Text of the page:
In response to a letter in the April issue of The Coastal Star calling for the installation of crosswalks in South Palm Beach, I would ask the following questions: Placed where? And leading where?

Unlike the west side of A1A, there is no shared path on the east side of the road, meaning that pedestrians would have to walk across unstable, often soaked grass lawns to arrive at their destination, or along the road, increasing the risk of being struck by a vehicle. 

It is highly unlikely that pedestrians would traverse an additional distance to arrive at a crosswalk, then double back along an unstable surface to arrive at their building. The only alternative, although completely impractical, would be to have crosswalks leading to each building on the east side of A1A.

A concern at least equal to that of jaywalking involves cyclists riding two and three abreast, often at a high rate of speed, in the narrow shoulder at the edge of the road. In addition to forcing motorists to veer into the oncoming traffic lane, which is inherently hazardous, the condition poses a risk to pedestrians. In fact, some years ago The Coastal Star posted a tongue-in-cheek article wherein their reporter described her harrowing bike ride along A1A, between Delray Beach and Lake Worth Beach.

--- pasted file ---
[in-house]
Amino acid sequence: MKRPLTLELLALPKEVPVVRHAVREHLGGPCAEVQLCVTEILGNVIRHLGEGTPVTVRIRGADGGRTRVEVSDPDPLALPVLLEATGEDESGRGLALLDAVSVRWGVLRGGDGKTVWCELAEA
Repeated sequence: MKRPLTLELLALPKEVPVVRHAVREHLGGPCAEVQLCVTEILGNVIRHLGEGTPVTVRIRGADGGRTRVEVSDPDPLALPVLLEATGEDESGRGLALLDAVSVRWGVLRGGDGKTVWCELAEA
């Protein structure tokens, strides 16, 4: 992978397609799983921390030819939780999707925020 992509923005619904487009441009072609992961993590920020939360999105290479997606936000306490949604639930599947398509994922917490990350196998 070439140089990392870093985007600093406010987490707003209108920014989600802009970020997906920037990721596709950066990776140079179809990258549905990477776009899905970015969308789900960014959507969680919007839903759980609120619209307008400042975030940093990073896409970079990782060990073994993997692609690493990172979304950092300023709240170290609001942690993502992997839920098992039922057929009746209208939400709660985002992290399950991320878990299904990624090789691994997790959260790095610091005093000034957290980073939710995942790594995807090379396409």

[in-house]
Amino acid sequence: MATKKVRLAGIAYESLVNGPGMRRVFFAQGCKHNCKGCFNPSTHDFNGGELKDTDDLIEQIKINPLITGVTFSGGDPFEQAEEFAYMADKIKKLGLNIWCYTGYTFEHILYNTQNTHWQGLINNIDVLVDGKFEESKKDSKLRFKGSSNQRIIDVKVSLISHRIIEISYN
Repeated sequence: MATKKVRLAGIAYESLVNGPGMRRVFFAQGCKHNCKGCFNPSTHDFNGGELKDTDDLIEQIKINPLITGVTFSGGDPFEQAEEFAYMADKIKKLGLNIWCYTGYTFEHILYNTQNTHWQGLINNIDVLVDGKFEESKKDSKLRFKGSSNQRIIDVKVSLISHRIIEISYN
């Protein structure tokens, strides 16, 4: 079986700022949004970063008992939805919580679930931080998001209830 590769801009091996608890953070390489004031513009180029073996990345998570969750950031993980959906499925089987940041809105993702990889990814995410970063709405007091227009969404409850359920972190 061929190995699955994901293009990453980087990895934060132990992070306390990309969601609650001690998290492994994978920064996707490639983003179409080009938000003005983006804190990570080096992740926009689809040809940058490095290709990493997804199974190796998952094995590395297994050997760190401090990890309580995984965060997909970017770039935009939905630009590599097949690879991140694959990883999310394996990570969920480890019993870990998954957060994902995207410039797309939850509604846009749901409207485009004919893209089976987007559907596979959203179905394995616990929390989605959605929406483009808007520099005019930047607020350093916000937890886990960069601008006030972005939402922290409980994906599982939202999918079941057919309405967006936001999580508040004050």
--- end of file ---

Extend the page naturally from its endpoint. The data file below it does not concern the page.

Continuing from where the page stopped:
Unfortunately, these issues all tie into the fact that we are experiencing a post-pandemic influx of year-round residents in an area where the infrastructure is not prepared to handle the load. This has affected and will continue to affect everything from traffic patterns on a town level to overtaxing of plumbing and electrical systems, parking availability and security in individual buildings.

Those of us who have lived in South Palm Beach have seen an onslaught of new arrivals to the point where there is little difference between the high and off seasons. As statistics would dictate, more people means more bicycles, more transients in the form of guests and visitors, more pets and unfortunately more unwanted incidents. 

While the recent hit and run in South Palm Beach was tragic, we need to plan for the future in a comprehensive manner that makes long-term sense, avoiding knee-jerk solutions.

— Richard Klein
South Palm Beach

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